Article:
The question of how high or low the range should be is a different one. Several reasonable people stated qualms about a Committee as small as 3 (though several of the elected boards above operate with 3), and so 5 was the final minimum chosen by Town Meeting. Recent history (and my own efforts to recruit members) indicate that an upper limit of 7 will not arbitrarily restrict the Moderator's appointing action.
As far as I can recall quickly, during my tenure on the Committee we have lost 3 members to relocation out of Montague, 2 to run for another board, and 1 who decided to withdraw from formal involvement in Montague government. This indicates that turnover is a fact of life, and that this Committee is unlikely to be dominated by narrow entrenched interests (it's worth noting, as well, that the Moderator's appointment criteria, as he described them, help ensure a broad, balanced perspective).
There is no bar to the public's input to the Committee's discussions; we rarely have guests, but we frequently have invited visitors (esp. in the Jan - April period) and try to be hospitable to everyone (to the dismay of those longing for dinner or closure). Whether one wishes to be appointed, or to advise against a re-appointment, the Moderator is the one to contact.
Jeff, the problem was that the original article proposed going down to a *range* (3-7), not a single lower odd number. People suggested the latter, but no one had the presence of mind to draft an amendment on the spot to that effect. And some people saw a benefit to using a range.
They ended up approving 5-7.
I suppose that if an eighth or ninth person wants to contribute, they would be welcome at the meetings and allowed to do everything except vote.
Well, at least if the 5-7 range is approved, it should pave the way for other ranges, should the town so wish. Let's hope it works as planned, i.e., the Moderator gets to set the number at any time, typically to the number of sitting members, and never below.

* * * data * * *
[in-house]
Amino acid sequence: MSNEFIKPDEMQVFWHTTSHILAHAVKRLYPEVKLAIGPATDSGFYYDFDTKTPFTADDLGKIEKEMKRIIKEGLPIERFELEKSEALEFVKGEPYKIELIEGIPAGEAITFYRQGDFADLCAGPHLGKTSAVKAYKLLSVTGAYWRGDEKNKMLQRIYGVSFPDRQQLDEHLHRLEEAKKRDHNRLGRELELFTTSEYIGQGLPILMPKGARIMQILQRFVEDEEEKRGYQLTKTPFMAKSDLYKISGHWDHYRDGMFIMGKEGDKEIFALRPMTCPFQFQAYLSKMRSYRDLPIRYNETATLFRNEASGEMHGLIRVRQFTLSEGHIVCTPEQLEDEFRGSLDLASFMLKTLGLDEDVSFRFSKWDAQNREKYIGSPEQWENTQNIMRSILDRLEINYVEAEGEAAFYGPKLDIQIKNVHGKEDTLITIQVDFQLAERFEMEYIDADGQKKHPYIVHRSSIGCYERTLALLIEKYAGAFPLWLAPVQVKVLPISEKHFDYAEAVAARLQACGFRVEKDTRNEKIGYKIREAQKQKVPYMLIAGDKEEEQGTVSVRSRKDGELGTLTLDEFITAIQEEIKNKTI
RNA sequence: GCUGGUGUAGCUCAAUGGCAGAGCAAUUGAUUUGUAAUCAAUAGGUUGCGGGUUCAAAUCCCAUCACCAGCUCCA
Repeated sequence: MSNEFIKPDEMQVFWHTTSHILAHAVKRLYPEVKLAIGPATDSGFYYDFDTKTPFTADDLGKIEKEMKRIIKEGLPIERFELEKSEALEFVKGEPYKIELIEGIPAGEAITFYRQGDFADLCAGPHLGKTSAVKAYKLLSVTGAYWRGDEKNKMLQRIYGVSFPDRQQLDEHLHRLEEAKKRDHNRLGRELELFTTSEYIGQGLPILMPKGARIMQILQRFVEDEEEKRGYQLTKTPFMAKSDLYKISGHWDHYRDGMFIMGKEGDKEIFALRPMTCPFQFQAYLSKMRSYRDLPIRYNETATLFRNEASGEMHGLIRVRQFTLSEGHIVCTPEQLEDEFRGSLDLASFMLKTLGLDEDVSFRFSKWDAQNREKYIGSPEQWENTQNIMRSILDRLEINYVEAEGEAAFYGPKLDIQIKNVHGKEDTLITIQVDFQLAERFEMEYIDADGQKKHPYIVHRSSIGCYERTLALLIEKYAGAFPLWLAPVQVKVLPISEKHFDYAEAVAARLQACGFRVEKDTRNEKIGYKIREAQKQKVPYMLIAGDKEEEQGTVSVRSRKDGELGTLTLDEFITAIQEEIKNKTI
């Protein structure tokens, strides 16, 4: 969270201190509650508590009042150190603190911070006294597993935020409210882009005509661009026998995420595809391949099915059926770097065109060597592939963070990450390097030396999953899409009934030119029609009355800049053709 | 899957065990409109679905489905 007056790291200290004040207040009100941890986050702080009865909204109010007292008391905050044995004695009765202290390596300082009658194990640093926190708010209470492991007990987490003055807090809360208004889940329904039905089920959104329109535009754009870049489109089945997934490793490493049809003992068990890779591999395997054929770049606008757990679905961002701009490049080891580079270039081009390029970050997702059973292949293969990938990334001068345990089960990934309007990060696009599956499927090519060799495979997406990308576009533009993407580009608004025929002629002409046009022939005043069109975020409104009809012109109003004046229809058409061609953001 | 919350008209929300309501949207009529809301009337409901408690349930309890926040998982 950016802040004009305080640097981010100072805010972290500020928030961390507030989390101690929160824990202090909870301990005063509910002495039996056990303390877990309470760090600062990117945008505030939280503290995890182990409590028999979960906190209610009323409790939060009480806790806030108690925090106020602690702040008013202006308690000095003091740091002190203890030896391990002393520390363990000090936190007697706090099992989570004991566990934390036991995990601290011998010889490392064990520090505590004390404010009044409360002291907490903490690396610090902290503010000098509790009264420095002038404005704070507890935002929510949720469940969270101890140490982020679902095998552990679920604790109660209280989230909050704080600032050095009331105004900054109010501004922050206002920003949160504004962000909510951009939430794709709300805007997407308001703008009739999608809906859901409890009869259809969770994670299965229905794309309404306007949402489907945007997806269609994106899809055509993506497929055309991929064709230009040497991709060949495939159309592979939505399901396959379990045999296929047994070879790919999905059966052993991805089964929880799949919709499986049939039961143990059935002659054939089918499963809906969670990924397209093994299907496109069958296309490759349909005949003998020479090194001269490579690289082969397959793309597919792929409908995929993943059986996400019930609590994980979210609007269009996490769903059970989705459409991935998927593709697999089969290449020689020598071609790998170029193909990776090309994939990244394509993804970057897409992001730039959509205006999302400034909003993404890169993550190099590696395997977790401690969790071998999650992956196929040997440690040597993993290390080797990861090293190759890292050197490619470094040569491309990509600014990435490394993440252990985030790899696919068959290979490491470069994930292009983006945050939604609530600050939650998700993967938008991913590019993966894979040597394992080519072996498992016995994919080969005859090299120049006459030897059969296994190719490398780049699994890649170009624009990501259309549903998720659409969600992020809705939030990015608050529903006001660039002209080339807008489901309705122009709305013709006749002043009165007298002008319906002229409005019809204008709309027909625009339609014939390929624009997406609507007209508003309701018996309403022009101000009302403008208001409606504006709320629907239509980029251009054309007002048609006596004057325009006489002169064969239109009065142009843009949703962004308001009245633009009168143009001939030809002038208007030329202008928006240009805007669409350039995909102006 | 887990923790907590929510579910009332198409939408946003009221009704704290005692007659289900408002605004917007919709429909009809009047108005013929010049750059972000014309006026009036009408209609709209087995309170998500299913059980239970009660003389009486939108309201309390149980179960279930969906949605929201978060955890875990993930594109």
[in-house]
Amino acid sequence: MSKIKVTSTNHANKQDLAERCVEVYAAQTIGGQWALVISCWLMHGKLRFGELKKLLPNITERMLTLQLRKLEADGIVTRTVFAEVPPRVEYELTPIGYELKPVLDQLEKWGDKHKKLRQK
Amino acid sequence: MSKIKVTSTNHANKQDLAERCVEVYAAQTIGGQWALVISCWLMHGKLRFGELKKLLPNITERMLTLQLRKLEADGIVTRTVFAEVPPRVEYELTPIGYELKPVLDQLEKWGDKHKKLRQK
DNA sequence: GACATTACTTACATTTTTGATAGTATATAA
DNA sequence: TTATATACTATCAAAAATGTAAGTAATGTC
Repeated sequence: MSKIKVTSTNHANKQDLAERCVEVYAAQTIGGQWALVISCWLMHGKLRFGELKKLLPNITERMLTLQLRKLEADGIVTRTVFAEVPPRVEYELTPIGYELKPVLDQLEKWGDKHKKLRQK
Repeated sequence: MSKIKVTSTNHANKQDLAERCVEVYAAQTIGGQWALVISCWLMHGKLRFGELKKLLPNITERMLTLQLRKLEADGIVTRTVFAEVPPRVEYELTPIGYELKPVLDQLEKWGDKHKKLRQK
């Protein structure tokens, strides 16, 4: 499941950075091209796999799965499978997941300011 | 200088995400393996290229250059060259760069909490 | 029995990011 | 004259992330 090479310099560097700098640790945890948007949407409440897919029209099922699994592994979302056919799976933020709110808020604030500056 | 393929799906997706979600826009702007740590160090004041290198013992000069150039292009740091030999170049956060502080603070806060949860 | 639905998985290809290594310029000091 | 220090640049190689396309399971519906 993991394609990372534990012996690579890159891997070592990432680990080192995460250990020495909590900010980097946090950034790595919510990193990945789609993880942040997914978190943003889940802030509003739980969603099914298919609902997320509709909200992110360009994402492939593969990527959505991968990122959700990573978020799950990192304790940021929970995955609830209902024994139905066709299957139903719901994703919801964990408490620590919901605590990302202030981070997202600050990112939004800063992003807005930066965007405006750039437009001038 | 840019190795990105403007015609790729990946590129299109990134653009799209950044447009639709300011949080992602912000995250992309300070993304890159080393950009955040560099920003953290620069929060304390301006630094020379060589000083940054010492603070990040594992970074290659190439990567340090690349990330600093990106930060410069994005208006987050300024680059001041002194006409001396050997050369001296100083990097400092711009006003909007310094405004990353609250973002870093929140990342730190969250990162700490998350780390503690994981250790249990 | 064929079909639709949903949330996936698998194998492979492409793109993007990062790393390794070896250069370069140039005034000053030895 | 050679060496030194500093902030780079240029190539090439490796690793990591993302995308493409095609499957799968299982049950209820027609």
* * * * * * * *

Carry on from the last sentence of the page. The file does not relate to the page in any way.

"If you can't find enough players for your summer softball league ...."
If our failure to be able to play was affecting the town's ability to do business, then absolutely I would try to do something about the situation. And if approaching Parks & Rec or petitioning the state seemed like the best option, then I would do that.
I'm not sure what your point is, mickjen -- are you saying that we should just put up with a bad situation because people shouldn't try to change the rules even if they no longer work?
If you can't find enough players for your summer softball league, would you approach Parks & Rec and request them to rewrite the rules? ... would you petition the state, because you can't find people w free time?
Right?! I was able to glance at some spreadsheet, but don't have it on hand. I believe the monthly retainer is $1100. But in particular, over $10k (in the past 6 months?) on eviction cases in Millers Falls alone! Items related to the town owned properties (Strathmore, the old Cumbies, St Anne's)seemed to be a 1 or 2 month expense. But, a swift resolution to some issues would stop a $1200+/month trail of time and paperwork.
Also, the very last item on the agenda was interesting. All the lawyers fees being spent on various cases, some of which involves certain parties over failure to pay taxes, and other issues.
Makes me wonder if anyone has made a full accounting of (a) how much in lawyers fees the Town of Montague has spent on them over the years, and (b) how much they owe the Town in unpaid taxes. And, if you want to go further, (c) how much extra we're paying in Town Council fees for each Town Meeting that is extended due to their rigamarole.